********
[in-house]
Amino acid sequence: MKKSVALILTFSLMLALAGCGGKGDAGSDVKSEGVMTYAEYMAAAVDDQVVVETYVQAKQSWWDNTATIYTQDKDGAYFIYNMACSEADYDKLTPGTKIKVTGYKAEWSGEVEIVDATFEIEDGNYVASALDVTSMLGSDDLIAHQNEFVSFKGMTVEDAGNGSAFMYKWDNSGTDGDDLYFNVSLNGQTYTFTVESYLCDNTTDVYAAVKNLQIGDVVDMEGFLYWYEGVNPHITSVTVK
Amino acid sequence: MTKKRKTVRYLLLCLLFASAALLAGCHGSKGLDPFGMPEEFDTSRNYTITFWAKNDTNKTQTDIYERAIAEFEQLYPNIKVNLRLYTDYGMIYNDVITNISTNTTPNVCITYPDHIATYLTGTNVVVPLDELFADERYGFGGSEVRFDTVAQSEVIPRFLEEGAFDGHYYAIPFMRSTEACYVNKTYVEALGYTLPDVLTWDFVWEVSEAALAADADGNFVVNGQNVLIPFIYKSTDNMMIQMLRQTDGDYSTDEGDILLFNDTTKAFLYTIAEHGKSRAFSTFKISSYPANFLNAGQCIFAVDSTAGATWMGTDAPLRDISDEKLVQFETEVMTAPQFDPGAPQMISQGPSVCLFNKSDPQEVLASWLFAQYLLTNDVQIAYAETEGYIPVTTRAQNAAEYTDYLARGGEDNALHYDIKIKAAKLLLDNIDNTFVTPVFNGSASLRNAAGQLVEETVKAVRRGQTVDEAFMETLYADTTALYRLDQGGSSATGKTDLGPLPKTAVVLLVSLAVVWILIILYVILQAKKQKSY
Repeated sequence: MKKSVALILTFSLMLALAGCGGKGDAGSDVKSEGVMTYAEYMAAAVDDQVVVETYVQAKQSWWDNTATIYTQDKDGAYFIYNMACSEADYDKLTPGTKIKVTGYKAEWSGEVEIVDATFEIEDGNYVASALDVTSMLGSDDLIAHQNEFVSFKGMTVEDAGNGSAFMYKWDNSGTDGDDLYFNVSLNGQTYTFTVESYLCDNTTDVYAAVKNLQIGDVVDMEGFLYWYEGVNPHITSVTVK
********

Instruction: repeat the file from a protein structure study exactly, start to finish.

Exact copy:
[in-house]
Amino acid sequence: MKKSVALILTFSLMLALAGCGGKGDAGSDVKSEGVMTYAEYMAAAVDDQVVVETYVQAKQSWWDNTATIYTQDKDGAYFIYNMACSEADYDKLTPGTKIKVTGYKAEWSGEVEIVDATFEIEDGNYVASALDVTSMLGSDDLIAHQNEFVSFKGMTVEDAGNGSAFMYKWDNSGTDGDDLYFNVSLNGQTYTFTVESYLCDNTTDVYAAVKNLQIGDVVDMEGFLYWYEGVNPHITSVTVK
Amino acid sequence: MTKKRKTVRYLLLCLLFASAALLAGCHGSKGLDPFGMPEEFDTSRNYTITFWAKNDTNKTQTDIYERAIAEFEQLYPNIKVNLRLYTDYGMIYNDVITNISTNTTPNVCITYPDHIATYLTGTNVVVPLDELFADERYGFGGSEVRFDTVAQSEVIPRFLEEGAFDGHYYAIPFMRSTEACYVNKTYVEALGYTLPDVLTWDFVWEVSEAALAADADGNFVVNGQNVLIPFIYKSTDNMMIQMLRQTDGDYSTDEGDILLFNDTTKAFLYTIAEHGKSRAFSTFKISSYPANFLNAGQCIFAVDSTAGATWMGTDAPLRDISDEKLVQFETEVMTAPQFDPGAPQMISQGPSVCLFNKSDPQEVLASWLFAQYLLTNDVQIAYAETEGYIPVTTRAQNAAEYTDYLARGGEDNALHYDIKIKAAKLLLDNIDNTFVTPVFNGSASLRNAAGQLVEETVKAVRRGQTVDEAFMETLYADTTALYRLDQGGSSATGKTDLGPLPKTAVVLLVSLAVVWILIILYVILQAKKQKSY
Repeated sequence: MKKSVALILTFSLMLALAGCGGKGDAGSDVKSEGVMTYAEYMAAAVDDQVVVETYVQAKQSWWDNTATIYTQDKDGAYFIYNMACSEADYDKLTPGTKIKVTGYKAEWSGEVEIVDATFEIEDGNYVASALDVTSMLGSDDLIAHQNEFVSFKGMTVEDAGNGSAFMYKWDNSGTDGDDLYFNVSLNGQTYTFTVESYLCDNTTDVYAAVKNLQIGDVVDMEGFLYWYEGVNPHITSVTVK